He told many stories, but the one I will always remember is how he took his most famous photograph, “Moonrise Hernandez.”[8] He was driving in the countryside on a lonely highway near the small town of Hernandez, New Mexico; and all of a sudden, he saw the moon over a little cemetery, and he stopped his car.  Pulling out his equipment, he could not find his trusty light meter; and hence, using his “zone system,” he guessed at the proper settings for the photograph and took it.  As with so many things in life, it was a miracle; and he created the one photograph by which he may be remembered forever.

When I saw him later at Carmel, his health had declined, and he was a “figurehead” at the workshop that I attended.[9] However, he was as jovial as ever, albeit “protected” by those who were part of his inner circle.  After his death, one of his instructors and I met with Robert Baker, who had co-authored or been the “Collaborator” of several of Ansel’s books[10].  Bob was very talented, low-key and nice, and not ego-driven or a “hero worshipping” sycophant like so many of those who surrounded Ansel.

We talked over lunch about a book that he and Ansel had been working on when the master died.  My interests were always in color photography, not black and white; and Ansel had avoided it because he could not control the colors like he wanted.  His book with Bob might have been the definitive book in the world on the subject, but it was not to be, because of Ansel’s death.  After that, it seemed that the focus of attention was on preserving the master’s image for posterity, instead of advancing the science of photography, as Ansel and Bob Baker had done.

Of all the photographers whom I had met at the Yosemite workshop, one stood out and his photography stands out today, and that is William Neill.[11] Bill was then, and he remains today the finest color photographer in the United States, if not the world.  Of all the photographers who surrounded Ansel at Yosemite, Bill was special.  He was head and shoulders above the rest.  I will always remember a small color photo of his, which he took at the Canyon de Chelly National Monument in Arizona.[12] It was exquisite.

What makes a great photographer, in terms of Brady, Adams and Neill?  I believe it is “photo-realism,” which takes the viewer to the spot where the photograph was taken, and puts him or her in the eyes of the photographer.  It is so true that once a photo is taken, that image will never appear again in history, nor did it ever appear before.  The photographer captures a moment in time, as if time literally stood still.  Take a look at Brady’s photos of the Civil War, or Louis Daguerre’s magnificent photographs of France[13], or Ansel’s photos, or Bill Neill’s.  You will see true masterpieces.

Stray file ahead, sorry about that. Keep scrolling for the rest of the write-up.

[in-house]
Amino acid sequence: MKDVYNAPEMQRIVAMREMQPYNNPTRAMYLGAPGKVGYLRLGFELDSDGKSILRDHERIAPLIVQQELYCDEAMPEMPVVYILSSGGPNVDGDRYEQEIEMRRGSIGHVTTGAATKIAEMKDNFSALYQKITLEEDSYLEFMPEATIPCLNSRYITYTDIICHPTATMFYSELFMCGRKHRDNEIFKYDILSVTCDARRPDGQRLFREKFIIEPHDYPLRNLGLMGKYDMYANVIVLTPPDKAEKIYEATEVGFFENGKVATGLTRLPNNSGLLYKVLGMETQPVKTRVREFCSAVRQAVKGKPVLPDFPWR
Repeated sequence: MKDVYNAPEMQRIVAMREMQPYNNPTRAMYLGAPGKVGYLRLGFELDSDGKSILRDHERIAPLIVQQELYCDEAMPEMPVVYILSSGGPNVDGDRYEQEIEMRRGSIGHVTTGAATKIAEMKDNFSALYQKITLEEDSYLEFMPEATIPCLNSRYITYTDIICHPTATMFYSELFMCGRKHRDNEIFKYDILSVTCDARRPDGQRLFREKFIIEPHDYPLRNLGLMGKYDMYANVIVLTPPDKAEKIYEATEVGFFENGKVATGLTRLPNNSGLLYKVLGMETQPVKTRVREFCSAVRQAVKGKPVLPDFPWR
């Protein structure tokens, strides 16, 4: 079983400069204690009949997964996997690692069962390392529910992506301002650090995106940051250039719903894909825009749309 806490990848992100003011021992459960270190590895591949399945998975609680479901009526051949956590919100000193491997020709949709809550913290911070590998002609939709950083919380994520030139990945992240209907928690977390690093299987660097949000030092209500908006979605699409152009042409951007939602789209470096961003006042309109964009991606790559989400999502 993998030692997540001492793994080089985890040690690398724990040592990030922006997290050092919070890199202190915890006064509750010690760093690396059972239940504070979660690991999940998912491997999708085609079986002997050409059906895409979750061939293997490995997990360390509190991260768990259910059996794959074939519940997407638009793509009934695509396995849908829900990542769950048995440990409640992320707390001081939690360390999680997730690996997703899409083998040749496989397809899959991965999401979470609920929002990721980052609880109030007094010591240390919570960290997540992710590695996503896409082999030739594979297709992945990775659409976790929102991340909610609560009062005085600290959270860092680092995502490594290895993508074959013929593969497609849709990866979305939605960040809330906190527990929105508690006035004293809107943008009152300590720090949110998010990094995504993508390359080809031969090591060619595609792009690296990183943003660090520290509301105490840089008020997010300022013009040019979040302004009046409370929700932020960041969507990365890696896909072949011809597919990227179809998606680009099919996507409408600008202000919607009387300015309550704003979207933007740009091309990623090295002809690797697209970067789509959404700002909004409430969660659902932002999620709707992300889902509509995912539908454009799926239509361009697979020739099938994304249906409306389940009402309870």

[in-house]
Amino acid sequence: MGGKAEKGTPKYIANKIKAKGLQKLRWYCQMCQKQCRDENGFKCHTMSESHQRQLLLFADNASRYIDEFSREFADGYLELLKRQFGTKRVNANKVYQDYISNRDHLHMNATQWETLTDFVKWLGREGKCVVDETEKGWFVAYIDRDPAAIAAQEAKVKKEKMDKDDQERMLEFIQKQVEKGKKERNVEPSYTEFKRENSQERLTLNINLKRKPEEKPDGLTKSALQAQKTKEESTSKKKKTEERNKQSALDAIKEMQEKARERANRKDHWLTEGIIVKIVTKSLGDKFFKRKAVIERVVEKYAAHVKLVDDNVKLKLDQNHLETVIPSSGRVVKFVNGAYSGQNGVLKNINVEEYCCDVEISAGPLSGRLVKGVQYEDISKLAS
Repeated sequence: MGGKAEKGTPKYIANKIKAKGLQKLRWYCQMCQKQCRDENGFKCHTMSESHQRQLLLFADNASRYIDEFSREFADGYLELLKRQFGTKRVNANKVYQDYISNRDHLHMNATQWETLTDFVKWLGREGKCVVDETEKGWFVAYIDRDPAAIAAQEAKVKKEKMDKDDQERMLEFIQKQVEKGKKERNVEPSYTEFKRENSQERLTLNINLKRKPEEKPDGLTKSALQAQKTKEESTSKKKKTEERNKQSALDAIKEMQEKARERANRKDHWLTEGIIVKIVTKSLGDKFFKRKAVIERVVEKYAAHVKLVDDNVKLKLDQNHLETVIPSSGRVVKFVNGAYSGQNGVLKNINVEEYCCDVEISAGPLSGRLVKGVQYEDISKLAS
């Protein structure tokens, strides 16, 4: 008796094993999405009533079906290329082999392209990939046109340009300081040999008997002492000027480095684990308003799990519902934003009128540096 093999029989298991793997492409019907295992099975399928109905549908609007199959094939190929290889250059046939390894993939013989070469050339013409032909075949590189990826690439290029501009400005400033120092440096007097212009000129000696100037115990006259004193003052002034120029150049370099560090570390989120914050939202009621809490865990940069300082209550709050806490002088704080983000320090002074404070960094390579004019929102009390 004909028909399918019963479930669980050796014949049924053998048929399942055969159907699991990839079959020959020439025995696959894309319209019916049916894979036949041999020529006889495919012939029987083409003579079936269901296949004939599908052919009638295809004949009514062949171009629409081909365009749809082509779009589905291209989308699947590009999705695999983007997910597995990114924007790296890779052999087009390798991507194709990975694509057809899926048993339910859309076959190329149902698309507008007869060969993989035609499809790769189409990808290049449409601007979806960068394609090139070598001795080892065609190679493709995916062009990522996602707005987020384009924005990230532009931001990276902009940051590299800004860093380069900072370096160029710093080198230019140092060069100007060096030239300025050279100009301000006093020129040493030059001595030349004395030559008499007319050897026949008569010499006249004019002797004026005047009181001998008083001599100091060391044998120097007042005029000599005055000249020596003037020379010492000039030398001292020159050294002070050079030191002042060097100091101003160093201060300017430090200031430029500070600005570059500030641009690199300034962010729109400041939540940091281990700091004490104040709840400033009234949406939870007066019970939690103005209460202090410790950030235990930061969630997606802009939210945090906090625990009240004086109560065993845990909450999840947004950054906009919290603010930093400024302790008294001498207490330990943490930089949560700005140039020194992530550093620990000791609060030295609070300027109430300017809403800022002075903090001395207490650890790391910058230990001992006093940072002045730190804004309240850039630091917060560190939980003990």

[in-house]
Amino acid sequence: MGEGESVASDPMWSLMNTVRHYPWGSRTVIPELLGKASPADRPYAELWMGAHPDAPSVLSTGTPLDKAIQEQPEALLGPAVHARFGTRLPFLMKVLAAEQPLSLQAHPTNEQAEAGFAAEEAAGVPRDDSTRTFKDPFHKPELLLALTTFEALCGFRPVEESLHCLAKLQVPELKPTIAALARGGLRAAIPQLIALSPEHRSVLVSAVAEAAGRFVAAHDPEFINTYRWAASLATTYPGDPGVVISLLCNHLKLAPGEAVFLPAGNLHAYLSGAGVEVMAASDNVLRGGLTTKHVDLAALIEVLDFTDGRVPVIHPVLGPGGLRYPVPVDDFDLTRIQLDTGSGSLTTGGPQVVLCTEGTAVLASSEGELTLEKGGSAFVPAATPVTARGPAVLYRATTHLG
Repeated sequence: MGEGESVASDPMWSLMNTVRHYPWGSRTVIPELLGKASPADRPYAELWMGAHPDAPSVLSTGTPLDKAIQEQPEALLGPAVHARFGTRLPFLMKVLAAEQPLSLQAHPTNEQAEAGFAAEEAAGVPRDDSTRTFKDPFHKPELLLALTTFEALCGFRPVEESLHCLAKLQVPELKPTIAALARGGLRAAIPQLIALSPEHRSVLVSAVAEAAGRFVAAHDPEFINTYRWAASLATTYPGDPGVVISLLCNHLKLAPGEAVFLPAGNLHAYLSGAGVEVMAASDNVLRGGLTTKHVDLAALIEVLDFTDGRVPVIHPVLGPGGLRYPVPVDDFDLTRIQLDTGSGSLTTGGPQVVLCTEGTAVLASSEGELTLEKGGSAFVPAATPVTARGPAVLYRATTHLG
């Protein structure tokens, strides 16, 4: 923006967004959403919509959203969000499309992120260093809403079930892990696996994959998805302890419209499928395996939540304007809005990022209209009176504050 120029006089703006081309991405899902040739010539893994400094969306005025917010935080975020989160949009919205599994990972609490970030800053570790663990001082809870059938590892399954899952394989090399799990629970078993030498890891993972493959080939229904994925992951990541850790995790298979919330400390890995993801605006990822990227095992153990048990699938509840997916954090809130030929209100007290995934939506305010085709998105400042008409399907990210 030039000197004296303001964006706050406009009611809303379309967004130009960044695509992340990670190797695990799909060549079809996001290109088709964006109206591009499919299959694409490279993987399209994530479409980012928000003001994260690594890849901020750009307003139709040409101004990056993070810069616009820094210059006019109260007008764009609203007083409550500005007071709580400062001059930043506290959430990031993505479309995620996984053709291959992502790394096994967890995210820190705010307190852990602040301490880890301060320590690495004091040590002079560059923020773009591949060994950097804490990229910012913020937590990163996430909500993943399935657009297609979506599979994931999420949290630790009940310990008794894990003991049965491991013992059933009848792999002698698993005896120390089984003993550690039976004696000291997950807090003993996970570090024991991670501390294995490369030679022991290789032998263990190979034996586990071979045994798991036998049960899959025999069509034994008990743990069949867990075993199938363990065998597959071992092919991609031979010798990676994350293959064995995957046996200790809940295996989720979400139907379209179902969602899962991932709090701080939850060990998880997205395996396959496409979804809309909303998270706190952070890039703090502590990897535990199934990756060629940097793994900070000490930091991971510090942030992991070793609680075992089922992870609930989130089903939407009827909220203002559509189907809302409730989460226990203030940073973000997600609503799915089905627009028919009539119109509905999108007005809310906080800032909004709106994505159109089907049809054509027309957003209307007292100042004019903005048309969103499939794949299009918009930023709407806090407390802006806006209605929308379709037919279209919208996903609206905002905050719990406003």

© 2010, Timothy D. Naegele

[1] Timothy D. Naegele was counsel to the U.S. Senate Banking Committee, and chief of staff to Presidential Medal of Freedom recipient and former U.S. Senator Edward W. Brooke (R-Mass), the first black senator since Reconstruction after the U.S. Civil War.  He practices law in Washington, D.C. and Los Angeles with his firm, Timothy D. Naegele & Associates (  He has an undergraduate degree in economics from UCLA, as well as two law degrees from the School of Law (Boalt Hall), University of California, Berkeley, and from Georgetown University.  He is a member of the District of Columbia and California bars.  He served as a Captain in the U.S. Army, assigned to the Defense Intelligence Agency at the Pentagon, where he received the Joint Service Commendation Medal.  Mr. Naegele is an Independent politically; and he is listed in Who’s Who in America, Who’s Who in American Law, and Who’s Who in Finance and Business. He has written extensively over the years.  See,

[2] See, e.g.,

[3] See also

[4] “Ansel” was the way everyone referred to him, even in his presence.  He seemed to encourage it, and was a bit folksy in such ways, which was disarming and endearing.  Lots of books have been written about him, by insiders such as Bob Baker and others.  I was never an insider, nor do I profess to be.  I got close enough to learn what I wished to know about photography from a master—perhaps “the” master in the history of photography worldwide—and that was enough for me.

[5] See

[6] See, e.g.,

[7] See and

[8] See, e.g.

[9] I dated a lovely instructor whom I met there, and we gave thought to marrying; and I will always love her and wish her well.

[10] See, e.g., (1) and (2) and (3) and (4); see also

[11] See

I was so taken by Bill’s photography and talents that I commissioned him to build a darkroom at my home in Malibu, California, which was under construction after we met.  It was never finished in the way that I envisioned; and hence, Bill was never able to work his “magic” on the darkroom.

[12] See and

[13] See; see also